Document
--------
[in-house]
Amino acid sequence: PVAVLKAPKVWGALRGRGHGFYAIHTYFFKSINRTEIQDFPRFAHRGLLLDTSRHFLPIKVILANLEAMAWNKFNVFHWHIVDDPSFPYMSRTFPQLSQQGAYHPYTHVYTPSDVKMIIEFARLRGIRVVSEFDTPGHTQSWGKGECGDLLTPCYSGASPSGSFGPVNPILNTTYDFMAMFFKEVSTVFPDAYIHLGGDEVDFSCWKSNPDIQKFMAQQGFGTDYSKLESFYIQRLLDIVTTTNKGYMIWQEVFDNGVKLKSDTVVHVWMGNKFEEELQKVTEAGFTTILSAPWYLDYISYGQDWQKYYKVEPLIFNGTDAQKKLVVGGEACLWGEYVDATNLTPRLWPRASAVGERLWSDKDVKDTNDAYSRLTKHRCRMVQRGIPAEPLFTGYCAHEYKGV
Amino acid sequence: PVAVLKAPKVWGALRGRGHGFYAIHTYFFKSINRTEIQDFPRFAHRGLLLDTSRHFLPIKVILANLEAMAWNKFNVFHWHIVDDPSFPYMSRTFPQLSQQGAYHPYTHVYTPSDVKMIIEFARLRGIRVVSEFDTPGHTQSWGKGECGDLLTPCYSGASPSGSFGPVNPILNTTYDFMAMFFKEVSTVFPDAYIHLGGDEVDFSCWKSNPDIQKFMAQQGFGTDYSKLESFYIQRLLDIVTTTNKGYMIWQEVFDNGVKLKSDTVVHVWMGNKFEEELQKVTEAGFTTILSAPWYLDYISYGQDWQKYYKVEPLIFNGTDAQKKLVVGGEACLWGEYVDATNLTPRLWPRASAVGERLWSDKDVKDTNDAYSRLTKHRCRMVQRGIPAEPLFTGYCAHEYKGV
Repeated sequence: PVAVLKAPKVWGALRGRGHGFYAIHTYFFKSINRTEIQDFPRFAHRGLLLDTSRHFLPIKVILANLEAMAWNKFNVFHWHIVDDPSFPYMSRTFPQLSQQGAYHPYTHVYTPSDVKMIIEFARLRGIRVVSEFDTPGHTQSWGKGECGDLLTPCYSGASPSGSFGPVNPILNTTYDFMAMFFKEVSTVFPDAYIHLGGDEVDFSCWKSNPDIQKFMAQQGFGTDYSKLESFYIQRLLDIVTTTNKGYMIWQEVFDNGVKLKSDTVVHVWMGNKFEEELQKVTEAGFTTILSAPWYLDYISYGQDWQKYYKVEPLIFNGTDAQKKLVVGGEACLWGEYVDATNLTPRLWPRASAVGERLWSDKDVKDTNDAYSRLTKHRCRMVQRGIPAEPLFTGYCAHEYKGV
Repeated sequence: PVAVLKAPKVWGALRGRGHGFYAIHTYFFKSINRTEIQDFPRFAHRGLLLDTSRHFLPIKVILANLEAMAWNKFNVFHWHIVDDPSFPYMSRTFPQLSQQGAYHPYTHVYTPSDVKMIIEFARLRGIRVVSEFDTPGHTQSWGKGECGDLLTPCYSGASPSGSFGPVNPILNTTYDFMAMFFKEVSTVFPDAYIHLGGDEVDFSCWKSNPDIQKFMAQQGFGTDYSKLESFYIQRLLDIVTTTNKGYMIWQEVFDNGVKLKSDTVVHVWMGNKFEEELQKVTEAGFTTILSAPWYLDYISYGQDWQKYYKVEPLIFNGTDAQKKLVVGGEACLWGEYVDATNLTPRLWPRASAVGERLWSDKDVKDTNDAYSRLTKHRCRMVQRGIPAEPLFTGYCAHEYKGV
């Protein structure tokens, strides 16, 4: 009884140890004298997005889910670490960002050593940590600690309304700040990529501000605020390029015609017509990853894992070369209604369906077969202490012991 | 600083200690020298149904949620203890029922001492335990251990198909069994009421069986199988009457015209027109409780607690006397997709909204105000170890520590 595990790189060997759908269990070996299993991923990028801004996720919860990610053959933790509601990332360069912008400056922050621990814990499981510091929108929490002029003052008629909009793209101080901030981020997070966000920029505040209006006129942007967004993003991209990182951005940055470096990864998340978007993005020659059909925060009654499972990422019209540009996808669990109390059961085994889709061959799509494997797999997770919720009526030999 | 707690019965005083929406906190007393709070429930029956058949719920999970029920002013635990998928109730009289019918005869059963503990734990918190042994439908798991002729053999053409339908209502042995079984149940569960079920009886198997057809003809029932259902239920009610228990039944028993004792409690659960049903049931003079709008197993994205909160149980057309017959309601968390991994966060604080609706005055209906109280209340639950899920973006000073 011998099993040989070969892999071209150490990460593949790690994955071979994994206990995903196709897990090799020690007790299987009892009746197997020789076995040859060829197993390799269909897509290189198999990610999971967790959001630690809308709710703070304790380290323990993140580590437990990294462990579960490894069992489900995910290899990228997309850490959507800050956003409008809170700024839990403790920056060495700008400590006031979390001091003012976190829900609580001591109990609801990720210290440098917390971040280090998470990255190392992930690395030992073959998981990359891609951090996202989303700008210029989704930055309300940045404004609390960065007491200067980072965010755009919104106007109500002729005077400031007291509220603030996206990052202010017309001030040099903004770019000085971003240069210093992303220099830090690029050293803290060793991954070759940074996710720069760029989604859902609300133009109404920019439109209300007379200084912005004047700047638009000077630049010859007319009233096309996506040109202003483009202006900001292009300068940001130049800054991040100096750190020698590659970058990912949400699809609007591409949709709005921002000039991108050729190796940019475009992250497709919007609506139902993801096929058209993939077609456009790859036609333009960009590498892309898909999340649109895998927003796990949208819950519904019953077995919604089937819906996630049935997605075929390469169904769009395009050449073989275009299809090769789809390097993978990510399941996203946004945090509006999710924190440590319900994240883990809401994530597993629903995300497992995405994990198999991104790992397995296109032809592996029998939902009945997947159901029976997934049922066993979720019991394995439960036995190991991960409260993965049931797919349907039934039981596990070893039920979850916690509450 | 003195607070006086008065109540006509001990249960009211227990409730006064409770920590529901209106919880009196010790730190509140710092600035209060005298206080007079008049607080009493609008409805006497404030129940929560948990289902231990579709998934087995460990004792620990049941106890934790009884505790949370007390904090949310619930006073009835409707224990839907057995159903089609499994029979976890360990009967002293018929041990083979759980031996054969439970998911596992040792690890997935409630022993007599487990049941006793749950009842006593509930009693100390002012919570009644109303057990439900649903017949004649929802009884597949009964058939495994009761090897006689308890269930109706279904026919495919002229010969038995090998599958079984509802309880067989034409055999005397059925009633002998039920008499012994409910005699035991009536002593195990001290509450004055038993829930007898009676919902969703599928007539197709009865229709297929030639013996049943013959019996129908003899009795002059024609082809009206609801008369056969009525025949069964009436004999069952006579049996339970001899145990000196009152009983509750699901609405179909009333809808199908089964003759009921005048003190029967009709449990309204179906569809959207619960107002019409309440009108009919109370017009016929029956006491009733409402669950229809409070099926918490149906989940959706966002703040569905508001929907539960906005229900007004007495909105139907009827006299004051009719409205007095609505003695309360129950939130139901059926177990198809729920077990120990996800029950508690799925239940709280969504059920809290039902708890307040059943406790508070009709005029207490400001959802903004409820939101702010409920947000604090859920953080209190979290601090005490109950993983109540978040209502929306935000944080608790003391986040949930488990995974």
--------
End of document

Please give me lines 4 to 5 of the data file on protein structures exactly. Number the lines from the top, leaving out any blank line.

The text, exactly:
Repeated sequence: PVAVLKAPKVWGALRGRGHGFYAIHTYFFKSINRTEIQDFPRFAHRGLLLDTSRHFLPIKVILANLEAMAWNKFNVFHWHIVDDPSFPYMSRTFPQLSQQGAYHPYTHVYTPSDVKMIIEFARLRGIRVVSEFDTPGHTQSWGKGECGDLLTPCYSGASPSGSFGPVNPILNTTYDFMAMFFKEVSTVFPDAYIHLGGDEVDFSCWKSNPDIQKFMAQQGFGTDYSKLESFYIQRLLDIVTTTNKGYMIWQEVFDNGVKLKSDTVVHVWMGNKFEEELQKVTEAGFTTILSAPWYLDYISYGQDWQKYYKVEPLIFNGTDAQKKLVVGGEACLWGEYVDATNLTPRLWPRASAVGERLWSDKDVKDTNDAYSRLTKHRCRMVQRGIPAEPLFTGYCAHEYKGV
Repeated sequence: PVAVLKAPKVWGALRGRGHGFYAIHTYFFKSINRTEIQDFPRFAHRGLLLDTSRHFLPIKVILANLEAMAWNKFNVFHWHIVDDPSFPYMSRTFPQLSQQGAYHPYTHVYTPSDVKMIIEFARLRGIRVVSEFDTPGHTQSWGKGECGDLLTPCYSGASPSGSFGPVNPILNTTYDFMAMFFKEVSTVFPDAYIHLGGDEVDFSCWKSNPDIQKFMAQQGFGTDYSKLESFYIQRLLDIVTTTNKGYMIWQEVFDNGVKLKSDTVVHVWMGNKFEEELQKVTEAGFTTILSAPWYLDYISYGQDWQKYYKVEPLIFNGTDAQKKLVVGGEACLWGEYVDATNLTPRLWPRASAVGERLWSDKDVKDTNDAYSRLTKHRCRMVQRGIPAEPLFTGYCAHEYKGV